Self Driving Cars – Wave Of The Future

selfdrivingcarThere has been a lot of skepticism regarding the new developments of self driving cars.  It’s hard to say when and if the public will embrace this technological change.  However it remains to be seen if engineers can actually make it happen in the first place.  News reports often pop up about how the Google version of the self driving car keeps getting into accidents.  Well, that doesn’t exactly inspire confidence in the populace as far as safety and trusting your life to one of these things.

And another thing…do we actually WANT self driving cars?  Isn’t driving a car kind of…fun?  I myself might like a self driving car on occasion, however sometimes it’s nice to just drive along country roads and listen to music.  It’s a kind of zen that’s not available as much in this technological hustle and bustle age anymore.

In another funny news story that happened recently, for the first time ever one of Google’s self driving cars actually got pulled over by police. The reason?  It was going too slow and traffic was backing up behind it.  However, since there was no driver there was nobody to ticket.

In the end there was no ticket issued, leaving the car’s driving record perfect.

“After 1.2 million miles of autonomous driving (that’s the human equivalent of 90 years of driving experience), we’re proud to say we’ve never been ticketed!” the car project posted.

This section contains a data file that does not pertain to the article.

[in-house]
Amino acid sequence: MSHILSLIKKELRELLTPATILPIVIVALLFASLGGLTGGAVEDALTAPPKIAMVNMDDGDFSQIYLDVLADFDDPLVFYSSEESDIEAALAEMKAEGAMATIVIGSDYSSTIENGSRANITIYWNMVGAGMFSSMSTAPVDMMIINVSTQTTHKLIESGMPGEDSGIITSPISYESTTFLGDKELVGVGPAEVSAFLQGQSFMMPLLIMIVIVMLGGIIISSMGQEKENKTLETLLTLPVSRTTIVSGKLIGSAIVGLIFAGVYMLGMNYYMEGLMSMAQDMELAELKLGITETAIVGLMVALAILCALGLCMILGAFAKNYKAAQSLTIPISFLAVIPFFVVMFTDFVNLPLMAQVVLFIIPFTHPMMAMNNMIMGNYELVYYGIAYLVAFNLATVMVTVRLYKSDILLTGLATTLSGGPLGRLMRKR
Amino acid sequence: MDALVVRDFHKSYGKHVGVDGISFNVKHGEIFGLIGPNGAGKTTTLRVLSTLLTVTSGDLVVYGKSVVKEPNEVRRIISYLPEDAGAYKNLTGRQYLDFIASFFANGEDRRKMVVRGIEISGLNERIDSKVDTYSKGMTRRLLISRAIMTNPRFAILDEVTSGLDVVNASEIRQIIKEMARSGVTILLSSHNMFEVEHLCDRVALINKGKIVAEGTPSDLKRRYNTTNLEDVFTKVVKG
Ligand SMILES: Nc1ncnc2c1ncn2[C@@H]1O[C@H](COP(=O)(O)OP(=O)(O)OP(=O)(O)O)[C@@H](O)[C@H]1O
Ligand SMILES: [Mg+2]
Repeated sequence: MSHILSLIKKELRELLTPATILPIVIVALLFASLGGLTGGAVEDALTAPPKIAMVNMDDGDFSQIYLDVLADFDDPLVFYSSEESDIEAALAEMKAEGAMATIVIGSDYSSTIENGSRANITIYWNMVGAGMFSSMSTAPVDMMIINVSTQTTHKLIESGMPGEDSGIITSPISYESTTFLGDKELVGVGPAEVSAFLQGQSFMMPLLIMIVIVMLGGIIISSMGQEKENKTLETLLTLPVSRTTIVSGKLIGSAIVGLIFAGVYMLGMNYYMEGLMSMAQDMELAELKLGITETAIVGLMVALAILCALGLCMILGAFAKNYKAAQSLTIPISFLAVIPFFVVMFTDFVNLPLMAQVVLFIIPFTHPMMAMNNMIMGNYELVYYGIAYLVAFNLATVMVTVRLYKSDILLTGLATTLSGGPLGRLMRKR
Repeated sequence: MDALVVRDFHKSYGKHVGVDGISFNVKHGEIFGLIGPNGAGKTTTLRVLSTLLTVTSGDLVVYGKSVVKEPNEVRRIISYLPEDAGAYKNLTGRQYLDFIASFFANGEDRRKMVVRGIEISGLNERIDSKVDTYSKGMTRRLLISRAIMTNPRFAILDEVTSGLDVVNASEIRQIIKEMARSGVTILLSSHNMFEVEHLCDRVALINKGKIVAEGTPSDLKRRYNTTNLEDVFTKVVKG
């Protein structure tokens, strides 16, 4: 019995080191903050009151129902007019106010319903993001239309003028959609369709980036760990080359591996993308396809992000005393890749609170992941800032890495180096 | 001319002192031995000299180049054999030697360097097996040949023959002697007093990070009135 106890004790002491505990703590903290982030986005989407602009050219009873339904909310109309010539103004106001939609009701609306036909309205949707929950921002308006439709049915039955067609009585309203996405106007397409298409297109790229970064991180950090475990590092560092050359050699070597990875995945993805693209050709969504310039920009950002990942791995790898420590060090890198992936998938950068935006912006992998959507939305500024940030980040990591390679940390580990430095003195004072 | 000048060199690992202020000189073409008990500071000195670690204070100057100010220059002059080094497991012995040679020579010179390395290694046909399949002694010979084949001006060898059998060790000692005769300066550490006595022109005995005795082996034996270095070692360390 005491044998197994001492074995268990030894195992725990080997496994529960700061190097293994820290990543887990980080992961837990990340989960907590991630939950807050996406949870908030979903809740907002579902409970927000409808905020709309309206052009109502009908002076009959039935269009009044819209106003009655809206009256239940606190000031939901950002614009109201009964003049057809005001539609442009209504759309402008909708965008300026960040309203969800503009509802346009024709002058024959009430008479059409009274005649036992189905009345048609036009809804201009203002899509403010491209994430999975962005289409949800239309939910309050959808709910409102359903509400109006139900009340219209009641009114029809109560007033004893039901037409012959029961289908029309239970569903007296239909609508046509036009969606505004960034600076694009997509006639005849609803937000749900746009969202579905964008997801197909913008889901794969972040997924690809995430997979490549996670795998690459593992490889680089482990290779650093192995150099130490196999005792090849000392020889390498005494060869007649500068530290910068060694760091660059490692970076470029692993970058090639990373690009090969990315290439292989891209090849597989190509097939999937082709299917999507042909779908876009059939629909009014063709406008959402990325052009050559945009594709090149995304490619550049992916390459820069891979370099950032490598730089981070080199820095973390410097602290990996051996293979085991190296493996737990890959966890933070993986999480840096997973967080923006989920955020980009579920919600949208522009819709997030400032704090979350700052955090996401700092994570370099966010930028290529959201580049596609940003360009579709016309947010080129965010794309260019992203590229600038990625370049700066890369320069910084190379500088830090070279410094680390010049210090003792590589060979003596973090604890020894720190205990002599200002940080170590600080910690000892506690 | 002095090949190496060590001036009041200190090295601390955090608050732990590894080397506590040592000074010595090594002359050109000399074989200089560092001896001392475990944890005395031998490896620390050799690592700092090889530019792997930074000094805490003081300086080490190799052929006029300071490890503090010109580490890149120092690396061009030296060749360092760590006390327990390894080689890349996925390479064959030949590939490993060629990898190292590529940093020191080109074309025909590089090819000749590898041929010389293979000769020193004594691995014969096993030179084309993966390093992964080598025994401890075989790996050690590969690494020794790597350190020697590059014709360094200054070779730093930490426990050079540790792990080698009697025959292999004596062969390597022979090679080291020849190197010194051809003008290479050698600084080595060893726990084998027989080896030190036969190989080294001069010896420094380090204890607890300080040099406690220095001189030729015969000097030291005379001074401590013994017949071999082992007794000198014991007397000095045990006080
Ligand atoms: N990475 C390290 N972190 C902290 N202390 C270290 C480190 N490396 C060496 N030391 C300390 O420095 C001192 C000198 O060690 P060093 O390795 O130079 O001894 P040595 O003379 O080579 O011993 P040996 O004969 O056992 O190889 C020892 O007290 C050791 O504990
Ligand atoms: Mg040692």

I suppose that is certainly a milestone.  But what do people actually think about this project in the first place?  The writer of the popular blog “The Oatmeal” rode in one of the self driving cars and described it as being a rather timid drivers that drive very slow and cautiously.  He also said they are very cute, and look like little marshmallows with faces.  Apparently Google did this on purpose in order to disarm other drivers – humans are less likely to get mad at or destroy inanimate objects if they resemble living things.  They are pretty darn cute.

An interesting question that I came across was how to program the cars to make ethical decisions in the event of an unavoidable accident.  Say a cyclist rides in front of the car.  Does the car veer into the guardrail to avoid the cyclist?  Or does it protect the rider at all costs?  Will the car always make the decision to minimize total loss of life?  It’s a tough call and one that I wouldn’t want to have to deal with.

Some people welcome the advent of self-driving cars with open arms, but others are a bit more skeptical.  Still, it would be a slow change, and would definitely not happen overnight.  We do stand to gain a lot, however; cars are dangerous and kill over a million people worldwide per year.  That’s a very high number.

Another version of the self driving car is the Tesla autopilot, which I find surprising in its legality but is reportedly rather decent at navigating the roads (as long as there are road markings).

What do you think about the future of self driving cars?  Would you trust one yet?  Are you looking forward to seeing them on the roads near you?